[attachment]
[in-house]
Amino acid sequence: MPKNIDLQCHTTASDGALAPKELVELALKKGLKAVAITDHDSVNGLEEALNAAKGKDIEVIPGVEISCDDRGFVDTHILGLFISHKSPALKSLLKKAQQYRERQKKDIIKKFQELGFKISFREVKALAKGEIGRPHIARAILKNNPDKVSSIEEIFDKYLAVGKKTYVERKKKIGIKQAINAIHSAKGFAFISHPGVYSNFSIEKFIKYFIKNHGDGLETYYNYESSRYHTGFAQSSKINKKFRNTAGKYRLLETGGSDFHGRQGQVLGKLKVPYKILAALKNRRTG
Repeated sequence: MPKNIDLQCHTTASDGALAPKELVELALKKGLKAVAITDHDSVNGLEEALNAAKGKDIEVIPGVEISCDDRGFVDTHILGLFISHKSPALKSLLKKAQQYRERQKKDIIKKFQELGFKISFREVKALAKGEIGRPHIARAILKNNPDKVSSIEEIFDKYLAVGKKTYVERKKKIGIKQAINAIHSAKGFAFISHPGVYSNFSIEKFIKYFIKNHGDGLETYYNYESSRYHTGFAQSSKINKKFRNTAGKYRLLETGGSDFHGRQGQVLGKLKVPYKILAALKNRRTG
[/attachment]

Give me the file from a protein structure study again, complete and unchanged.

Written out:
[in-house]
Amino acid sequence: MPKNIDLQCHTTASDGALAPKELVELALKKGLKAVAITDHDSVNGLEEALNAAKGKDIEVIPGVEISCDDRGFVDTHILGLFISHKSPALKSLLKKAQQYRERQKKDIIKKFQELGFKISFREVKALAKGEIGRPHIARAILKNNPDKVSSIEEIFDKYLAVGKKTYVERKKKIGIKQAINAIHSAKGFAFISHPGVYSNFSIEKFIKYFIKNHGDGLETYYNYESSRYHTGFAQSSKINKKFRNTAGKYRLLETGGSDFHGRQGQVLGKLKVPYKILAALKNRRTG
Repeated sequence: MPKNIDLQCHTTASDGALAPKELVELALKKGLKAVAITDHDSVNGLEEALNAAKGKDIEVIPGVEISCDDRGFVDTHILGLFISHKSPALKSLLKKAQQYRERQKKDIIKKFQELGFKISFREVKALAKGEIGRPHIARAILKNNPDKVSSIEEIFDKYLAVGKKTYVERKKKIGIKQAINAIHSAKGFAFISHPGVYSNFSIEKFIKYFIKNHGDGLETYYNYESSRYHTGFAQSSKINKKFRNTAGKYRLLETGGSDFHGRQGQVLGKLKVPYKILAALKNRRTG